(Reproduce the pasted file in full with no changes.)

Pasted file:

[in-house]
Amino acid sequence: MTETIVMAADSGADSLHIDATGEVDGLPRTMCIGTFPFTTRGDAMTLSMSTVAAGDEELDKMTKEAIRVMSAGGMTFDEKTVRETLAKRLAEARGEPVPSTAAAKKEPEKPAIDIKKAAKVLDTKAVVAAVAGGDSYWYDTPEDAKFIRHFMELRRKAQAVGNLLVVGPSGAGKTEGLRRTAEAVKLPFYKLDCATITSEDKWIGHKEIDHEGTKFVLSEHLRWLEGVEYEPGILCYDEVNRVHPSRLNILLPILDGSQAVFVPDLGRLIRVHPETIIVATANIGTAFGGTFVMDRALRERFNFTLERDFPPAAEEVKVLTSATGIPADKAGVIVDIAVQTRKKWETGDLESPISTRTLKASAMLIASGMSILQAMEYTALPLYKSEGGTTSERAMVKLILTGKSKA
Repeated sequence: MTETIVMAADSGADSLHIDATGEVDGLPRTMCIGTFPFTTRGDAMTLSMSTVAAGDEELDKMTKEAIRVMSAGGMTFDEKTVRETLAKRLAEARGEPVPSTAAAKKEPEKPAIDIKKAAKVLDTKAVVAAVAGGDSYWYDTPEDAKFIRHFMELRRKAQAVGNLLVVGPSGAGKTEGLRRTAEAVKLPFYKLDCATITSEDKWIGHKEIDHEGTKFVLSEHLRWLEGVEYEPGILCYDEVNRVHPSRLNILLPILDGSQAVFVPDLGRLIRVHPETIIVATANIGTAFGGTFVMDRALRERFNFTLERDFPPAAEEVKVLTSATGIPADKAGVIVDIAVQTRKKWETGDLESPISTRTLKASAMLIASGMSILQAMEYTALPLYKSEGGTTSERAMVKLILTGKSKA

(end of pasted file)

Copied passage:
[in-house]
Amino acid sequence: MTETIVMAADSGADSLHIDATGEVDGLPRTMCIGTFPFTTRGDAMTLSMSTVAAGDEELDKMTKEAIRVMSAGGMTFDEKTVRETLAKRLAEARGEPVPSTAAAKKEPEKPAIDIKKAAKVLDTKAVVAAVAGGDSYWYDTPEDAKFIRHFMELRRKAQAVGNLLVVGPSGAGKTEGLRRTAEAVKLPFYKLDCATITSEDKWIGHKEIDHEGTKFVLSEHLRWLEGVEYEPGILCYDEVNRVHPSRLNILLPILDGSQAVFVPDLGRLIRVHPETIIVATANIGTAFGGTFVMDRALRERFNFTLERDFPPAAEEVKVLTSATGIPADKAGVIVDIAVQTRKKWETGDLESPISTRTLKASAMLIASGMSILQAMEYTALPLYKSEGGTTSERAMVKLILTGKSKA
Repeated sequence: MTETIVMAADSGADSLHIDATGEVDGLPRTMCIGTFPFTTRGDAMTLSMSTVAAGDEELDKMTKEAIRVMSAGGMTFDEKTVRETLAKRLAEARGEPVPSTAAAKKEPEKPAIDIKKAAKVLDTKAVVAAVAGGDSYWYDTPEDAKFIRHFMELRRKAQAVGNLLVVGPSGAGKTEGLRRTAEAVKLPFYKLDCATITSEDKWIGHKEIDHEGTKFVLSEHLRWLEGVEYEPGILCYDEVNRVHPSRLNILLPILDGSQAVFVPDLGRLIRVHPETIIVATANIGTAFGGTFVMDRALRERFNFTLERDFPPAAEEVKVLTSATGIPADKAGVIVDIAVQTRKKWETGDLESPISTRTLKASAMLIASGMSILQAMEYTALPLYKSEGGTTSERAMVKLILTGKSKA